THE CONTROVERSIAL ban on the use of the herbicide glyphosate in South America’s agricultural powerhouse Brazil has been overturned.
Last week an appeals court lifted the suspension on all glyphosate products which was imposed last month by a Federal Court judge who wanted a toxicology re-evaluation of the weed-killer before it was allowed to be used.
Brazil’s farmers are heaving a sigh of relief at the news.
Brazil is one of the world’s largest users of glyphosate, especially in its soybean producing systems, with the majority of soybeans produced in the Latin American nation being genetically modified and having the Roundup Ready (RR) trait, allowing in-crop glyphosate application.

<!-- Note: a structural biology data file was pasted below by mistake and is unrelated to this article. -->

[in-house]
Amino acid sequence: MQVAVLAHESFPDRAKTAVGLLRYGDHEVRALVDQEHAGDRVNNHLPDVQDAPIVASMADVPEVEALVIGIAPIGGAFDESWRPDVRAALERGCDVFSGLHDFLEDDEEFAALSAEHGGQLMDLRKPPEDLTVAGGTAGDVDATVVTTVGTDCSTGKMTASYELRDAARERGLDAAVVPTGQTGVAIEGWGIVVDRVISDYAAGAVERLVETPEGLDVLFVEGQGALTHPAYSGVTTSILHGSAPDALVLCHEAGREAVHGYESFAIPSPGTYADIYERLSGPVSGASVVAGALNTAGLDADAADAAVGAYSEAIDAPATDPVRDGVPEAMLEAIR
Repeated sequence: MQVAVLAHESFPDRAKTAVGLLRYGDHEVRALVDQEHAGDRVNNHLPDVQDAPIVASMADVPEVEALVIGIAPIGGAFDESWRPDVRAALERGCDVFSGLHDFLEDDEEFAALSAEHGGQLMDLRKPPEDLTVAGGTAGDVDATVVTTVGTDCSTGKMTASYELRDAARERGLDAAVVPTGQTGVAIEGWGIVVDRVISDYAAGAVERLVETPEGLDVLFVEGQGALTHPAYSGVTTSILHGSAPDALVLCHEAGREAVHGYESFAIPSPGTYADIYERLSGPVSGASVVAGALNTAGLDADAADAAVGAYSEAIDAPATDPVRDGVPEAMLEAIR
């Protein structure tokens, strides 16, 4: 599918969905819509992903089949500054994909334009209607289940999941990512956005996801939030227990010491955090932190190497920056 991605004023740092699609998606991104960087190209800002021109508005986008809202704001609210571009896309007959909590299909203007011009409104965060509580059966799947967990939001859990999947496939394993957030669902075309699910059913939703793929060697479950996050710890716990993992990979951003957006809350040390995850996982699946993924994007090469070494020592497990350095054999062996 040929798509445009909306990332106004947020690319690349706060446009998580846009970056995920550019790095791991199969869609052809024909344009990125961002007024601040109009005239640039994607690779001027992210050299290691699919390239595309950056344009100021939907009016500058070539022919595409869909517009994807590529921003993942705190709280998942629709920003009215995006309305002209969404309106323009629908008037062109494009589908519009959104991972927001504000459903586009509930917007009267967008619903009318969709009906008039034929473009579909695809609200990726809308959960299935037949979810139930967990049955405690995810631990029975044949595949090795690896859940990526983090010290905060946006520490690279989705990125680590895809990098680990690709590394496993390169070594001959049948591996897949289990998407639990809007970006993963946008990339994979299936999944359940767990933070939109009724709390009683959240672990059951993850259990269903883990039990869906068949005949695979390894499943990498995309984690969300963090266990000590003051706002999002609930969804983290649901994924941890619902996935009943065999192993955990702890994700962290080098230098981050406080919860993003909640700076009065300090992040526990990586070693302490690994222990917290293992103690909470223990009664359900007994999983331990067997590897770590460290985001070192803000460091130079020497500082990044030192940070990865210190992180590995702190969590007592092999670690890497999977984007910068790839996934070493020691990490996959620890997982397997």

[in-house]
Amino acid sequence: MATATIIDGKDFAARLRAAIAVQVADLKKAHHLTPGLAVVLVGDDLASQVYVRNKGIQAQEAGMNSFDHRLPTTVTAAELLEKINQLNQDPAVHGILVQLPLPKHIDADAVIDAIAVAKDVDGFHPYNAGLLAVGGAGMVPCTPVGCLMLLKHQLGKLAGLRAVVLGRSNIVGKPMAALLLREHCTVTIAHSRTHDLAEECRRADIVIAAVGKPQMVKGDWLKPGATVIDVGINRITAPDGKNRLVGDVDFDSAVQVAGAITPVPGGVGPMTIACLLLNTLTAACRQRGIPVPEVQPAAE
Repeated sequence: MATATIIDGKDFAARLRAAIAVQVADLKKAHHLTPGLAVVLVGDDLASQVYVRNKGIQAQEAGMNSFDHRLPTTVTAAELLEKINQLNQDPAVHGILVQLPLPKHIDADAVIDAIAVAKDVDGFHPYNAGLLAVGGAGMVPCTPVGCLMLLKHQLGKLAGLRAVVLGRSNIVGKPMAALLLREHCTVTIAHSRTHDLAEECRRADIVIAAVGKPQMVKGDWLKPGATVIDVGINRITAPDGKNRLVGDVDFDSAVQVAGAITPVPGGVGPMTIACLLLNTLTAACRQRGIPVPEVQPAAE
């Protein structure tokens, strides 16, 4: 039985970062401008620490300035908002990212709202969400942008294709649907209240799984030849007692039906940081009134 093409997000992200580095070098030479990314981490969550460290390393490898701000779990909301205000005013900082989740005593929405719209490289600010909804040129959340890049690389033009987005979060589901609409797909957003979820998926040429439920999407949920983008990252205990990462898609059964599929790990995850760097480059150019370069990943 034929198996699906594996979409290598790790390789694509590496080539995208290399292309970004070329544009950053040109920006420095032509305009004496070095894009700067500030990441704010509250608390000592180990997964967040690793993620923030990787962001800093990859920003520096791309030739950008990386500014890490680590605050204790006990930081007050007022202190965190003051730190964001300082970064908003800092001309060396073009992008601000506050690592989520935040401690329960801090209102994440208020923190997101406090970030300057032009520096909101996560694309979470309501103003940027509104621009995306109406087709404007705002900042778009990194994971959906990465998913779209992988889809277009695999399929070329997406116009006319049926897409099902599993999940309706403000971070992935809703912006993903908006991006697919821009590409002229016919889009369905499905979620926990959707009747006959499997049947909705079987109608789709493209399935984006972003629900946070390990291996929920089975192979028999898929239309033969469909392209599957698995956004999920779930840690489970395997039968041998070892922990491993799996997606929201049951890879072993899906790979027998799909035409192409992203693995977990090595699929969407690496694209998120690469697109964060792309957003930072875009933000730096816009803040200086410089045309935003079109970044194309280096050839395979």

The initial decision to ban glyphosate was slammed by the appeals court, which ruled that it was unjustified and did not consider the massive economic impact it would have on the Brazilian agriculture sector.
The appeal was lodged by the Brazilian Ministry of Agriculture and a number of agriculture industry bodies and also covers the chemicals thiram and abamectin which were also to be banned under the initial ruling.